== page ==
According to the Johns Hopkins School of Medicine, in patients diagnosed with azoospermia, there is a strong correlation between male infertility and abnormalities found in their semen and hormone dysfunction. So, once azoospermia is diagnosed, a fertility specialist may test for an underlying medical condition such as Klinefelter’s Syndrome.

Causes of azoospermia:

Why is there no sperm in the ejaculate?  There are two types of azoospermia:

  • Obstructive azoospermia: The testicles are producing sperm but they are not ejaculated because of either a blockage or obstruction in the reproductive tract.


Causes: According to fertility and reproduction experts at Medicover Fertility, obstructive azoospermia can be genetic, congenital or acquired (e.g., infections of the testicles). This includes triggers such as vasectomy and surgical complications.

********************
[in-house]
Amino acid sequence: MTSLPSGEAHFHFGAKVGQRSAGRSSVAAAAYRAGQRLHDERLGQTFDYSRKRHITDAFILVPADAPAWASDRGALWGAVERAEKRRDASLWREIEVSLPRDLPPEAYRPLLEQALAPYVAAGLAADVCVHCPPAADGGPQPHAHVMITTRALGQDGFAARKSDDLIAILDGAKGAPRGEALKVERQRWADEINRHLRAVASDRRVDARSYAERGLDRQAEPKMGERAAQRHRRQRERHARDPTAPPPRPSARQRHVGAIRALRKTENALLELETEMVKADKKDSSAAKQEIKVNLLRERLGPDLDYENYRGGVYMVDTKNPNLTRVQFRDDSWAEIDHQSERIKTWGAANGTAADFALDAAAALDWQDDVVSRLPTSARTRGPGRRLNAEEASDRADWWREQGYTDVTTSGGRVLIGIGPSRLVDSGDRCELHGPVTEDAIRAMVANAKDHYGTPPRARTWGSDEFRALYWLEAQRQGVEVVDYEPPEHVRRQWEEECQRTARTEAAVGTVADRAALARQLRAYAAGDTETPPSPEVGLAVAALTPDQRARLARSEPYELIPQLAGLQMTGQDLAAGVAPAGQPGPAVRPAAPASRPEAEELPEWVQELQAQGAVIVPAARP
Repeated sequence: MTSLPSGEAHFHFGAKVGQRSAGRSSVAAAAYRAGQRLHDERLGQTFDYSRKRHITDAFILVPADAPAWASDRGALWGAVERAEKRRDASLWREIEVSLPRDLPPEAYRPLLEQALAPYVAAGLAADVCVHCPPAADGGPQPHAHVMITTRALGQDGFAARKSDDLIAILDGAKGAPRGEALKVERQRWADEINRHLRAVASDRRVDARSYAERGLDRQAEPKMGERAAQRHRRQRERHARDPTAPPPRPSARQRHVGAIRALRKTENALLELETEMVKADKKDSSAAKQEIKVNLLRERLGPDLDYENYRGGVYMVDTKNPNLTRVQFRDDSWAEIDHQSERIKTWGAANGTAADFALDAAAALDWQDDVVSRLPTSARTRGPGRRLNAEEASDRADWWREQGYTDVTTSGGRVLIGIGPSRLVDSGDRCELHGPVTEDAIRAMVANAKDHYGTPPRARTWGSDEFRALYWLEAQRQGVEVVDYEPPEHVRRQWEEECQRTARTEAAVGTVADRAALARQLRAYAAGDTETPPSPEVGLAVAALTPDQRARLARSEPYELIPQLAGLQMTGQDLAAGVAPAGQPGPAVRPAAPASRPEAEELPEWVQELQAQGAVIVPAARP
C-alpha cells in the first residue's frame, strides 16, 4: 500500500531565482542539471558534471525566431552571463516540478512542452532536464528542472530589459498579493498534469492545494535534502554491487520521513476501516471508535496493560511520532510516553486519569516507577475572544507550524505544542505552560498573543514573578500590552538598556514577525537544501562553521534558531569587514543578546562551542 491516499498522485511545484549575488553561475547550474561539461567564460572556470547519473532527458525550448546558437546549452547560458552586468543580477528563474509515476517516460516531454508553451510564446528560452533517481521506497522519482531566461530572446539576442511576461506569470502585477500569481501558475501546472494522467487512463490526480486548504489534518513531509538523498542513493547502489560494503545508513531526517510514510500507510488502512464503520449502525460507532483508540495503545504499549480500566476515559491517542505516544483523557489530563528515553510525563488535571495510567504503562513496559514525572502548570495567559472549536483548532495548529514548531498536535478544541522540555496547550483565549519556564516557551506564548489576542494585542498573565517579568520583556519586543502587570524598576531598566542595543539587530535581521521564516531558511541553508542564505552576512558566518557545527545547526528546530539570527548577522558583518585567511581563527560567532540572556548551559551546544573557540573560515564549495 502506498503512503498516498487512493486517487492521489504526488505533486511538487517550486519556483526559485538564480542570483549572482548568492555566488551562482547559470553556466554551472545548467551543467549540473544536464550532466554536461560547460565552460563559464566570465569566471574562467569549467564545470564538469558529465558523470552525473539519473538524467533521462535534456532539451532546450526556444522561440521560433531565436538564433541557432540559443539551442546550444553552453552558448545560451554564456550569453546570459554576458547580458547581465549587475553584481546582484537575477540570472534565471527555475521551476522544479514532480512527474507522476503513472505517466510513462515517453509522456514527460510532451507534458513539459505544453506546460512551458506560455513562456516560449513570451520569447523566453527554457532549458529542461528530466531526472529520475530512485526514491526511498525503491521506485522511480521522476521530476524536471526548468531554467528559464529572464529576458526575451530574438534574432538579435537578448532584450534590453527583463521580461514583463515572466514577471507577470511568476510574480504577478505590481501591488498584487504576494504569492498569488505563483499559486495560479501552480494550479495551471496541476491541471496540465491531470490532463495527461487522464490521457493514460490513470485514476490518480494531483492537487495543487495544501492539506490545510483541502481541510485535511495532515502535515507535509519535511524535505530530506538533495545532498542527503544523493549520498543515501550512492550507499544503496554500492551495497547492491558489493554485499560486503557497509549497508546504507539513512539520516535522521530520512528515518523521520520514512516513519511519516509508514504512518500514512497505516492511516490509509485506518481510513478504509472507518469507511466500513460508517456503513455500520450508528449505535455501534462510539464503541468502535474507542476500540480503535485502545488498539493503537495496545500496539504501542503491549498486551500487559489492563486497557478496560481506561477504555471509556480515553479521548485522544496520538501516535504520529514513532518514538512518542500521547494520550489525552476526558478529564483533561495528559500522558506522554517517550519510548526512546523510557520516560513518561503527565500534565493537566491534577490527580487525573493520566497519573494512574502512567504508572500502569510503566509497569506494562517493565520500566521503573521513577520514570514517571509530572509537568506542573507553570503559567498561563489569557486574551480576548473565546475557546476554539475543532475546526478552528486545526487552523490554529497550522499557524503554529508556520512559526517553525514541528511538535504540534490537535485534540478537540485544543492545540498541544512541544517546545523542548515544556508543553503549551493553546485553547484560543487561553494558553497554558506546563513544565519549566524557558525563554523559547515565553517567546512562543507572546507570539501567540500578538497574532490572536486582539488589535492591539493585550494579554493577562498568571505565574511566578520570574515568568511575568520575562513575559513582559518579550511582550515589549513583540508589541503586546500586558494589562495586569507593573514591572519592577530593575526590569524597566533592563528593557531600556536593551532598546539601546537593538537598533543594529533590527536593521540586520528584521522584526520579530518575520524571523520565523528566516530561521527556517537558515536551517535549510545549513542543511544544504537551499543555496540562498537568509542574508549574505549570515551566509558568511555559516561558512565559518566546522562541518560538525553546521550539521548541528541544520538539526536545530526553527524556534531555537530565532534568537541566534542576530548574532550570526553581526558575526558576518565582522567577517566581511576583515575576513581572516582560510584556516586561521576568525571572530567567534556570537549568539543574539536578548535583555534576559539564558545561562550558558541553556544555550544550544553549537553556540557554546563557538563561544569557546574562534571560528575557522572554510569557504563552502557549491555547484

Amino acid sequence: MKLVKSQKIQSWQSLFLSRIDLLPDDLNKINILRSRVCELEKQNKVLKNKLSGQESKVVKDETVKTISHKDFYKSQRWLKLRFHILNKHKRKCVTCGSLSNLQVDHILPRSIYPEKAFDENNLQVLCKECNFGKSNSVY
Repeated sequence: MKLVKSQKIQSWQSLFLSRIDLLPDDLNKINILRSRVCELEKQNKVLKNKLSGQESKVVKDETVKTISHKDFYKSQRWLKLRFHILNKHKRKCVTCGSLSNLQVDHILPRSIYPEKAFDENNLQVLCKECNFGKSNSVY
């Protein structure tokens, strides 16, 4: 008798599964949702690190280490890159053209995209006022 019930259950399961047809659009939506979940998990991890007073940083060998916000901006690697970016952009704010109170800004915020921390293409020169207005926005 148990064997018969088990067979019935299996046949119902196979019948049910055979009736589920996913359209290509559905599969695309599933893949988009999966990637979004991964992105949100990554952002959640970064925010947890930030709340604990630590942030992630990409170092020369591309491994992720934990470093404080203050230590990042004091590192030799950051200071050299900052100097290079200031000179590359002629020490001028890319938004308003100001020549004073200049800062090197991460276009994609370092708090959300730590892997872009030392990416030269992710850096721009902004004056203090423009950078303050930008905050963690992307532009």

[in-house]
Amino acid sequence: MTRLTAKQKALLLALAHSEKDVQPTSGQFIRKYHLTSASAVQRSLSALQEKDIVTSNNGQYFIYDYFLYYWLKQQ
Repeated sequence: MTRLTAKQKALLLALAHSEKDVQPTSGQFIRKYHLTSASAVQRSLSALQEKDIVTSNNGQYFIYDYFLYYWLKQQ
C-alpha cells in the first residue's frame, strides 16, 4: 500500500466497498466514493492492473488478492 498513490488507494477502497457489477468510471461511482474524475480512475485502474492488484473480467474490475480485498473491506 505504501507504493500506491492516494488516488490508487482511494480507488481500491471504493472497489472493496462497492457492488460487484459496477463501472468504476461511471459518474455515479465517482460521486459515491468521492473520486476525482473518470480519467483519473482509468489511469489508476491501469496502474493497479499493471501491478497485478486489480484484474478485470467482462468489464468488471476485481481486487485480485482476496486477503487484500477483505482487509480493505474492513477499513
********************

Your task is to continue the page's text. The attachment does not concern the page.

• Non-obstructive azoospermia:The testis produce no sperm or a very small number of sperm.


Causes: According to findings posted by Stanford Health Care, causes of non-obstructive azoospermia could be caused by genetics, varicocele, radiation/toxins or a chromosome abnormality, among others.

The Good News: Azoospermia can be treated

Azoospermia is more effectively treated when a proper evaluation coupled with the correct medical intervention, counselling and treatment is initiated early on.

One of the finest medical facilities in the world, the Stanford International Azoospermia Center (SIAC) has conducted groundbreaking research to help men diagnosed with azoospermia become biological fathers. It recommends the following treatment options: